Guide to Buying and Selling Kids’ Clothes on Consignment

on Apr 7, 10 • by • with 1 Comment

"People think consignment is worn out and shabby looking," says Angie Heintz, owner of Beansprouts, an adorable kids store on Main Street that features an extensive "pre-loved" section that includes clothing, shoes, books and wooden toys. This assumption couldn't be further from the truth since buying consignment has...
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With my first child, I happily accepted hand-me-downs, but everything else I seemed to want new – although I did buy some batches of used kids clothing on eBay. Things changed with my second: I ardently bought and sold on Craigslist, but found that shopping for clothes this way was a bit hit and miss. Nothing was worse than showing up at someone’s house and finding out that the clothes weren’t in good condition. I soon discovered that one of the most reliable ways to buy second hand is to check out credible baby consignment stores that sell baby clothes.

“People think consignment is worn out and shabby looking,” says Angie Heintz, owner of Beansprouts, an adorable kids store on Main Street that features an extensive “pre-loved” section that includes clothing, shoes, books and wooden toys. This assumption couldn’t be further from the truth since buying consignment has the added benefit of having someone review the clothes before they are accepted for sale. “So much of consignment has never been worn and is waiting for a new home.” The result: practically new clothes at terrific prices.

Here are some things to consider when buying and selling children’s clothes on consignment.

Crediblity

I prefer purchasing baby clothes at baby consignment shops that specialize in baby items, including used kids clothes. You can shop in these stores with confidence knowing that the items have been given a thorough once-over by the store owner or staff. “We carefully check every item we take in,” says Angie. These stores also attract moms who are wanting to unload their clothes, so these shops often have a wide selection of consignment clothes for children. Many stores have strict consignment guidelines that can further benefit the shopper. Beansprouts, for example, will only accept clothes that are fashionably current, stain-free and in-season. You might also want to check policies around accepting clothing in smoke-free or animal-free environments.

See For Yourself

I personally know the aggravation of taking a consignment item home and not realizing that one of the snaps wasn’t working. Even though you might be in a specialty store, it’s still important that you take the time to check out the item. Beansprouts endeavours to catch any issues, but no one is perfect. “We try really hard,” says Angie, “but there is always the chance that something has been overlooked.” She recommends that you check all the snaps and make sure that the zippers work. Also make sure that there are no stains. Obvious spots are of course the front of any shirts, the back and leg-holes on onesies and sleepers where there might have been a breach in the diaper. Examine pant knees and bum areas for wear. Also review the general construction of the garment to make sure that the item is well-made and in decent condition.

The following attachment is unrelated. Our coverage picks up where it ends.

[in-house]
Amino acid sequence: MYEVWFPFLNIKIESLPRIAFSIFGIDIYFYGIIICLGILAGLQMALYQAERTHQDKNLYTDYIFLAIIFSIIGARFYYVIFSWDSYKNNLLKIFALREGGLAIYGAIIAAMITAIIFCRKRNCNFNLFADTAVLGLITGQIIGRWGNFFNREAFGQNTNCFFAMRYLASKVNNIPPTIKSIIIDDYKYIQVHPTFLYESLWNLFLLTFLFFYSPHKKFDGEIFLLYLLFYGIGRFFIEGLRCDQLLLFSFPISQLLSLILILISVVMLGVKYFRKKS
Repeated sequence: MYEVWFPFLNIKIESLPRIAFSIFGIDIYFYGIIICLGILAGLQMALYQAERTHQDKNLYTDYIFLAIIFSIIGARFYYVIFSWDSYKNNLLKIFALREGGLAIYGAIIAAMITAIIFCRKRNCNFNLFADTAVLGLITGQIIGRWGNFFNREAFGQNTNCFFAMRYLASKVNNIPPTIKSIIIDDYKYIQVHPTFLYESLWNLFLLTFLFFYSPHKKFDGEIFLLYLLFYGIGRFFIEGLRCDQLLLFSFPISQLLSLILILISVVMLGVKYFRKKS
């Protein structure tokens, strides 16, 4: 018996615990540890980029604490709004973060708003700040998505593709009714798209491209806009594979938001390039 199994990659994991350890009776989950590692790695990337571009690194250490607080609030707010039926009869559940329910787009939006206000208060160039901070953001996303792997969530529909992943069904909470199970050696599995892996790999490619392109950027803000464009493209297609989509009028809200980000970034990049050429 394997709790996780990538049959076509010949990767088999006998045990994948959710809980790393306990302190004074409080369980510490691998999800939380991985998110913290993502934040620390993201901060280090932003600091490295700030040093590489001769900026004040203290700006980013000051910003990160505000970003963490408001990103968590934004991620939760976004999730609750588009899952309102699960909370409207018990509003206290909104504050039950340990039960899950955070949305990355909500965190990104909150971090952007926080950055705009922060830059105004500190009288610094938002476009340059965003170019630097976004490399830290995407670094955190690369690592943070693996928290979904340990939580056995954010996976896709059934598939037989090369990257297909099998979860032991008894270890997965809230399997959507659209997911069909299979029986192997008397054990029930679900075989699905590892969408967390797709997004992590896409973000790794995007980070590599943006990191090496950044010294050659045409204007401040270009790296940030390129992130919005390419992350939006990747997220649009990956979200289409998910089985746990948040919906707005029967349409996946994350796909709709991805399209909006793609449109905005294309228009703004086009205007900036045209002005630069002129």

What To Look For

What you buy on a consignment shop really depends on what you need. Angie has seen a lot of moms receive specialty outfits as presents, but are missing basics like sleepers, socks and onesies. She also points out that moms shop consignment because they aren’t comfortable buying new, like if the child will only wear or use the item, like a fancy dress, a few times, or for items that have great resale value and are perfect to pass onĀ  – like a wooden train set or a muddy buddy rain suit. I personally had a friend who preferred buying second-hand garments since they had been washed a few times and were free of manufacturing chemicals.

Shopping Secrets

“Keep your eyes out for shoes and jackets that are in great shape and in a size that your little one will grow into,” advises Angie, who knows that these items are harder to find on consignment. She also recommends keeping your eyes peeled for rain gear – an essential in Vancouver. For these items, she suggests snapping them up even if the item is a bit big. “Go for it! They will always need it.”

Selling Secrets

If you’re selling, Angie recommends calling ahead if you are planning to drop off items since every store’s consignment policies are different. “Consignment is very difficult to manage and the guidelines are in place for a reason.”

When selling, it’s also important to keep the season in mind. Stores generally start purchasing items well before the season starts so that they can switch over from one season to another. So if it’s December, the store might be selling winter items, but they are already accepting clothing for spring. Some stores will time the intake and pick-up schedule so that it’s easier for everyone. For example, Beansprouts has dates that fit with the flow of the seasons and schedules only two times for sellers to pick up the items that didn’t sell well. “When it is time to pick up your fall/winter returns (consignment that did not sell), it is also time to drop off spring and same goes for the summer returns and fall/winter drop off.”

Check out Beansprouts at 4305 Main St (at E 27th Ave.) or online at www.beansprouts.ca (web), @beansprouts_van (Twitter) or on Facebook.

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One Response to Guide to Buying and Selling Kids’ Clothes on Consignment

  1. Nicole says:

    That’s great advice. I have a bunch of stuff I’m planning to consign as I do my spring cleaning, so your article was very timely for me!

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